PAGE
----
Our skin is trouble: Racial discourse in Athol Fugard’s Sizwe Bansi is Dead, Joseph Conrad’s Heart of Darkness and Wole Soyinka’s ‘Telephone Conversation’

Theresah Addai-Mununkum, Rexford Boateng Gyasi


The recent incident in Minneapolis, United States, where George Floyd, an African-American man, was manhandled by a police officer has brought about the resurgence of racial awareness as championed by the Black Lives Matter Movement. The concept of race has shaped the lives of so many generations and continues to do so in the 21st century. Racial segregation as well as the public hysteria on racism has had so much influence on societies and has led to discrimination and racial slurs across races. Using Critical Race Theory, this study examines racial discourse in Athol Fugard’s Sizwe Bansi is Dead, Joseph Conrad’s Heart of Darkness and Wole Soyinka’s ‘Telephone Conversation’. The analysis of the discourse reveals racial tendencies in the description of the black race through white-black (Self/Other) binary (racial segregation), race-based discrimination and animal metaphors. The paper contributes to scholarship on racial discourses and foregrounds the function of language in depicting the racial orientation of characters in literary texts.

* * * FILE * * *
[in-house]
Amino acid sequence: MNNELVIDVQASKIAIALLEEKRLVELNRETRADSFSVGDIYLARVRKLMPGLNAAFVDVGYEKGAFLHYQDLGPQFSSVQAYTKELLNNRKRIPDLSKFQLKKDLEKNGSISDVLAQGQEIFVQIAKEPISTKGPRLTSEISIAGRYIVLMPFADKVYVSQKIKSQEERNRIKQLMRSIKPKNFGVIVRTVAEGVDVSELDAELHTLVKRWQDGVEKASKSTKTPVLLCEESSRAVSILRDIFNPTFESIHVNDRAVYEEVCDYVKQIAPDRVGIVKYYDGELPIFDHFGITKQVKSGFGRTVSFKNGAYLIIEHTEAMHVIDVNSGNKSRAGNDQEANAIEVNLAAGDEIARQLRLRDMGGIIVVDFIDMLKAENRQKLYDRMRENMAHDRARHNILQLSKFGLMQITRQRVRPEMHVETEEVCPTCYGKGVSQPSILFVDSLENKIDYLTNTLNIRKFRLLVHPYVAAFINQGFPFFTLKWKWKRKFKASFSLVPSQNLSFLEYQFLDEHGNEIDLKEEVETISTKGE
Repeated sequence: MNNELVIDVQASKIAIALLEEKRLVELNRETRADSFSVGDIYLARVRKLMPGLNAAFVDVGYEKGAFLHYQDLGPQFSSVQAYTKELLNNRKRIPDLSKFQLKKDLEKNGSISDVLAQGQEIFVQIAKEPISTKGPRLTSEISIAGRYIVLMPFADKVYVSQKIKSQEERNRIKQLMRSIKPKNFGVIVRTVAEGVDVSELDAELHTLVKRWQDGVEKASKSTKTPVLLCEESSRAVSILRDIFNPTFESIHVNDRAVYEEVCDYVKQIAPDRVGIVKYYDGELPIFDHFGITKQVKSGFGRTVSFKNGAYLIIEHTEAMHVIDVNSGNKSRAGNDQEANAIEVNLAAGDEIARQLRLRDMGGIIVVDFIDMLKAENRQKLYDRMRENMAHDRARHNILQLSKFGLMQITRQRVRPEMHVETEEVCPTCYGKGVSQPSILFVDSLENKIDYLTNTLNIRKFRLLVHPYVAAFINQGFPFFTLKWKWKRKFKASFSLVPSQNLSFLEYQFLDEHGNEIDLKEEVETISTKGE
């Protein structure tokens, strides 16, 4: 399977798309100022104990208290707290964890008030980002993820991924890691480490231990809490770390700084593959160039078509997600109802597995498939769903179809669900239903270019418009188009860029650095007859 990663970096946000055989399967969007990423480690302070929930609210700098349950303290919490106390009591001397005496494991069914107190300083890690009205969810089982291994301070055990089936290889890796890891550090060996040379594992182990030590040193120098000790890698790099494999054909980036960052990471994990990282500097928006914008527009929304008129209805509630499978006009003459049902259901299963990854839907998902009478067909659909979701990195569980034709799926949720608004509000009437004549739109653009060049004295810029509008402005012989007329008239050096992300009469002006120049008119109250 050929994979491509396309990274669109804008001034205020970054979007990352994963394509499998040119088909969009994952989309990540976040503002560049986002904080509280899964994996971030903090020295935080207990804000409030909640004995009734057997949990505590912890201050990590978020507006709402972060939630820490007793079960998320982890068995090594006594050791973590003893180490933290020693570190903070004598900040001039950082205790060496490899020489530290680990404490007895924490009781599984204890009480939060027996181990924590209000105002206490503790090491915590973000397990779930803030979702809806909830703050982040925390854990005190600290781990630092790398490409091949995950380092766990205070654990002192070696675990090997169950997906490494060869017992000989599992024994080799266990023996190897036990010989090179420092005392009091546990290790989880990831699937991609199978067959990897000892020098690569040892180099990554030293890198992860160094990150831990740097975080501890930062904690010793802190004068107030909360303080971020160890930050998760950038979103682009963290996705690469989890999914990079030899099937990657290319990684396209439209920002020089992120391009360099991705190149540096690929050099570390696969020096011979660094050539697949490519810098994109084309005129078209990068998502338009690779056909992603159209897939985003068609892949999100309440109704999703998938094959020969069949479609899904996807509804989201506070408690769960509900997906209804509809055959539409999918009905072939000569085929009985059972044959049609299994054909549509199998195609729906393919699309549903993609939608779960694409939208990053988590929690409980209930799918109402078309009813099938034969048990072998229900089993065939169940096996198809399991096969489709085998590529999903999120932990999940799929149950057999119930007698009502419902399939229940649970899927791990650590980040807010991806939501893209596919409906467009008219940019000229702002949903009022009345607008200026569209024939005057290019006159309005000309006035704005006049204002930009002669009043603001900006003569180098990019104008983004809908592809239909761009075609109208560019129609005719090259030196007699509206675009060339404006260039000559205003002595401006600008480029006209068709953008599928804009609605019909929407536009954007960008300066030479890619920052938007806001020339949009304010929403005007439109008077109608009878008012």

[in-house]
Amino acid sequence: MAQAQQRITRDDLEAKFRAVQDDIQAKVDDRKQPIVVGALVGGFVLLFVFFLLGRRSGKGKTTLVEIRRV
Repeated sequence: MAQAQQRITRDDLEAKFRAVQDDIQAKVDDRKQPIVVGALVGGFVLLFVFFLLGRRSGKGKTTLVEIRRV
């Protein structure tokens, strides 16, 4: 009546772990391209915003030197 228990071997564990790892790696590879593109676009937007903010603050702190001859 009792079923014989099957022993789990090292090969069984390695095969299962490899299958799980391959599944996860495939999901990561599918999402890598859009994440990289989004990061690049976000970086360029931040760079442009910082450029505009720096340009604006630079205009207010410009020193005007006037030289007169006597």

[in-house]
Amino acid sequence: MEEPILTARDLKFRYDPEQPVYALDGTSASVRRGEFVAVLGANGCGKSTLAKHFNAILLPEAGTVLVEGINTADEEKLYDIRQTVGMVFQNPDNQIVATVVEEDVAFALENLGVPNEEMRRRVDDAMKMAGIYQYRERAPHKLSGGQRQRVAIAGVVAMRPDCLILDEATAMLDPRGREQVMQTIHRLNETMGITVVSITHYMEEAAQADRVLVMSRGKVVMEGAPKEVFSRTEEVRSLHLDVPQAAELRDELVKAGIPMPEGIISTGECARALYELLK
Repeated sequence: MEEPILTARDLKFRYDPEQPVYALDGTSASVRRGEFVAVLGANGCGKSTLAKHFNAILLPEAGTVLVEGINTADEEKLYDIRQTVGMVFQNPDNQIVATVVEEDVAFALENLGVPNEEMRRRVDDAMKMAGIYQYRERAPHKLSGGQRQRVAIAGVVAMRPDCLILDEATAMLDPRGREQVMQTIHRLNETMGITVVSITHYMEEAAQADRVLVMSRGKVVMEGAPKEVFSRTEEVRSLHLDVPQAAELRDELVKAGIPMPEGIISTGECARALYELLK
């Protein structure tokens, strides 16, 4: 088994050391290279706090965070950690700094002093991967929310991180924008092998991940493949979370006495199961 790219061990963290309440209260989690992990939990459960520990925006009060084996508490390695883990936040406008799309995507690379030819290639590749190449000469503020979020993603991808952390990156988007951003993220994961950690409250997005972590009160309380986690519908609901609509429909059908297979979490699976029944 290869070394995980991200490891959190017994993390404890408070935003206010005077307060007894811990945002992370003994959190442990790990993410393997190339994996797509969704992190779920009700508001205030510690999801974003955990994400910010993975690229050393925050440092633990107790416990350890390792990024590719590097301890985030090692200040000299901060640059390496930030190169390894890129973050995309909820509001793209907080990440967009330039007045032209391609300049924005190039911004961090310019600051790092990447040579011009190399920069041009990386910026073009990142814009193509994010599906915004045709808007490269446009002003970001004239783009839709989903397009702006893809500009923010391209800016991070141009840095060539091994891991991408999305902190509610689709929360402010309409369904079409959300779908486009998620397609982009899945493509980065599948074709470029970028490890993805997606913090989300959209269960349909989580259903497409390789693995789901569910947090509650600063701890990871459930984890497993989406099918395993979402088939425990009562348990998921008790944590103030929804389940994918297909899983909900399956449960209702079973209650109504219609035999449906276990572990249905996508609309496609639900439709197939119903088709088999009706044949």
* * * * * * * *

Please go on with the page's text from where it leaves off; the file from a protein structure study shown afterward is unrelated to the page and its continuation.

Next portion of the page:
Racism, Racial Discourse, Critical Race Theory, Discrimination, Animal Metaphor

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DOI: https://doi.org/10.7575/aiac.ijclts.v.9n.2p.24


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